I take whatever I have, it's usually 5 or 10 dollar bill. Yeah, and I actually one time my whole deposit was $10. But another Time I gave him a $20 bill. And then in the clauses in the conditions and schedule a, it said that I am to provide an additional deposit of five or $10,000 to their lawyer, once they tell me who their lawyer is within two business days after they tell me in writing who their lawyer Yeah. So that way, they couldn't be looking for a lawyer and then decide, oh, I don't want to sell anymore. And you haven't given me a deposit yet. So it's not binding? Well, no, I gave you 20 bucks, we have no firm binding agreement. Technically, if I didn't give that additional deposit, I still have the right to close. I didn't breach you know that the contract is still binding, I breached a clause in it a condition but I didn't invalidate the contract. If I didn't give a deposit at all, the contract could be found not to be valid. So just basic principles like that. And don't take this as legal advice, because I'm not a practicing lawyer. Right. But, you know, just basic legal principles like that, that helped me understand, you know, how do I do this just a little bit better?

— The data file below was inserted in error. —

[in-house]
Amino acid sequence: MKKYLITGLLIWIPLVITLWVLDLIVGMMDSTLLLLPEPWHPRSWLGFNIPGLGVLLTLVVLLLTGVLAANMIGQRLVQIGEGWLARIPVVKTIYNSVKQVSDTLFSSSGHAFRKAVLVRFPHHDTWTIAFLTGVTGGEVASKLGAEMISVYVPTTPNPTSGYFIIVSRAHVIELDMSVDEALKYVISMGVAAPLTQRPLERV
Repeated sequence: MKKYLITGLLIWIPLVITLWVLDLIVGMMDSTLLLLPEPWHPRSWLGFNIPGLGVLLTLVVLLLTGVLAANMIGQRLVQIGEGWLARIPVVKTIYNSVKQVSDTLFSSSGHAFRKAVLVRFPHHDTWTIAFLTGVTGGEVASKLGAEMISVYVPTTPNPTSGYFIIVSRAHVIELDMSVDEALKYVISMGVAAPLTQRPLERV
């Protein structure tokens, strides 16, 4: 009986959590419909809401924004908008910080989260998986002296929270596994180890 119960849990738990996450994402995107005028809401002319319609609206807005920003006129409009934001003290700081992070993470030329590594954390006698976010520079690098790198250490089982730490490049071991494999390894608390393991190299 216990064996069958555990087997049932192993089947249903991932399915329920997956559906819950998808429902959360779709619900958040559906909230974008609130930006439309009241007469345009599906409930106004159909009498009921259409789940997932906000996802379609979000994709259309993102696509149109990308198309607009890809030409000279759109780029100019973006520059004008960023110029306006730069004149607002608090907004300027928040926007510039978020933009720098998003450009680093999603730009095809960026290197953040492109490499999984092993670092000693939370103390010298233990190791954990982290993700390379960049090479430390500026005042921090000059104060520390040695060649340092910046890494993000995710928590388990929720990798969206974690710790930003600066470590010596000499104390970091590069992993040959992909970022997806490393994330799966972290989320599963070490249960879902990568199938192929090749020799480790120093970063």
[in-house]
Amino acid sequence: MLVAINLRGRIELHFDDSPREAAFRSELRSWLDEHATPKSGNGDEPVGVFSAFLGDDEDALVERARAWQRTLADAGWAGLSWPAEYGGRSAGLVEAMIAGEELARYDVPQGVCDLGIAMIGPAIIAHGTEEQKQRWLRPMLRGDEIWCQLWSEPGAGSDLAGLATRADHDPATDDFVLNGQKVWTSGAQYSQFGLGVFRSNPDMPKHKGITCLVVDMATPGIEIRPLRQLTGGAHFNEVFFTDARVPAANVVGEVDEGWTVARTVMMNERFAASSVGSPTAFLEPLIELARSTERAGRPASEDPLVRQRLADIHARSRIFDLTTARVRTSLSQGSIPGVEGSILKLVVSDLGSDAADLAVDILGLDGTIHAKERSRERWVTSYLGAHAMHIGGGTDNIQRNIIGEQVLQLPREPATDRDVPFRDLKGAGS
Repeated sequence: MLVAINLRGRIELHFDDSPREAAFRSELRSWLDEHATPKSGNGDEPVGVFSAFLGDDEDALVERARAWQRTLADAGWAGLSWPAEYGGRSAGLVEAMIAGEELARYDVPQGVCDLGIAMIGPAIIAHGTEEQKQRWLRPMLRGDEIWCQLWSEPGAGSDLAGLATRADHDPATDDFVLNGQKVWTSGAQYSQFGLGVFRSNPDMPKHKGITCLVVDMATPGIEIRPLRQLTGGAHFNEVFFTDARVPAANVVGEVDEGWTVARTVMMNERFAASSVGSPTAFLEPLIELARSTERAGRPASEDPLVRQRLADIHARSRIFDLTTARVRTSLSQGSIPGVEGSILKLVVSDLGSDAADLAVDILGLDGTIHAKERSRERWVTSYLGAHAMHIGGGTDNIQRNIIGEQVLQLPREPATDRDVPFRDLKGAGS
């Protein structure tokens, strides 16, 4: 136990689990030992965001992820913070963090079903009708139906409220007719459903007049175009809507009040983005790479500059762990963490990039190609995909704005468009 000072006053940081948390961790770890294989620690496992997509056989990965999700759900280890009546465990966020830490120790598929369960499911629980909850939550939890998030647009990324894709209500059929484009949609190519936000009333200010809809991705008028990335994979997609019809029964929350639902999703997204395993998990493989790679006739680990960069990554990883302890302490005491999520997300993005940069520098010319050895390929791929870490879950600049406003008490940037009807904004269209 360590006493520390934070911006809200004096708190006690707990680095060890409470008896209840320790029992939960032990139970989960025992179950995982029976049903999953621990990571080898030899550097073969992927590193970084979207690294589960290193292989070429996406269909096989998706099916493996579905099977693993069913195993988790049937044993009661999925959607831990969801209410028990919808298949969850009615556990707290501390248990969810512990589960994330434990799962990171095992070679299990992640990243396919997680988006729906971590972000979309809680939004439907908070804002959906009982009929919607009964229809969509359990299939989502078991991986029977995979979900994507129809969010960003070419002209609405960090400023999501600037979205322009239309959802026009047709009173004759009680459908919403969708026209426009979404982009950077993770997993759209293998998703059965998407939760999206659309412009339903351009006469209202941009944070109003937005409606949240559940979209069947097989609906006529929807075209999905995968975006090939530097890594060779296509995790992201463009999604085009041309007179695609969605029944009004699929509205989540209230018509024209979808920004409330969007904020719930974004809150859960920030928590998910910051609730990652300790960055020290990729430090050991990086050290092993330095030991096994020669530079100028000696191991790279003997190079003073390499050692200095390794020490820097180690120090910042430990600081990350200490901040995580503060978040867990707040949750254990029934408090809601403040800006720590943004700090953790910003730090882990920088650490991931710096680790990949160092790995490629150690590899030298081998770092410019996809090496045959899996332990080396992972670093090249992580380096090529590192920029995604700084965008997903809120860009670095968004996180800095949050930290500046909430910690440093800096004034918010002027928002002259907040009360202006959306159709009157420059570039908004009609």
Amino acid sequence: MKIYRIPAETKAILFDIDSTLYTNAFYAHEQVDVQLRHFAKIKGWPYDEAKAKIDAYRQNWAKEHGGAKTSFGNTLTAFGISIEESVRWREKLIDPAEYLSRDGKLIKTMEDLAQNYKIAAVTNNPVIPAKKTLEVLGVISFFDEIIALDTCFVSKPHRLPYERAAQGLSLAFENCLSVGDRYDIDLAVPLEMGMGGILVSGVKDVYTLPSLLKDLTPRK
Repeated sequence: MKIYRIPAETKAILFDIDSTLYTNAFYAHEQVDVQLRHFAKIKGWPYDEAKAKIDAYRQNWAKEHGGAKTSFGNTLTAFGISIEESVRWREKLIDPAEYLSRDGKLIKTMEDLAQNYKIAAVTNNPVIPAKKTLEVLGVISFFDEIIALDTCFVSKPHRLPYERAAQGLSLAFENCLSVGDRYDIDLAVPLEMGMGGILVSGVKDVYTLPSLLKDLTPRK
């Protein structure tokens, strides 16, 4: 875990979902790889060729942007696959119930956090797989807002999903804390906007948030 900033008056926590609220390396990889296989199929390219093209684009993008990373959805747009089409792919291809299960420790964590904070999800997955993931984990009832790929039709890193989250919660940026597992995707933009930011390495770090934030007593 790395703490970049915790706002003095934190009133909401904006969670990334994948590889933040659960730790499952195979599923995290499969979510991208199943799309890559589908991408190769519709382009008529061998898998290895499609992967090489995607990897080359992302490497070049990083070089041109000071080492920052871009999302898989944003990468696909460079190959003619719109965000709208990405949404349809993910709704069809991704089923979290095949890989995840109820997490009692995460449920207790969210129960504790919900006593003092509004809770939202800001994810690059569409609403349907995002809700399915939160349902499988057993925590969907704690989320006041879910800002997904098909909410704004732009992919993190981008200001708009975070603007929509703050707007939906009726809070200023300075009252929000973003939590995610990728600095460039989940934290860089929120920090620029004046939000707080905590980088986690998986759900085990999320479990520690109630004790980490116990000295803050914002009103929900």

Georges El Masri 

And how do you prove that you actually gave them money? Do you take a picture of them with the $20 bill or something? What do you do?

 

Luc Boiron 

I write, you know, on the contract and the deposit place, I would write $20 cash and then write a receipt. Do you side? Yes, I did. And have them initial? Got it?

 

Georges El Masri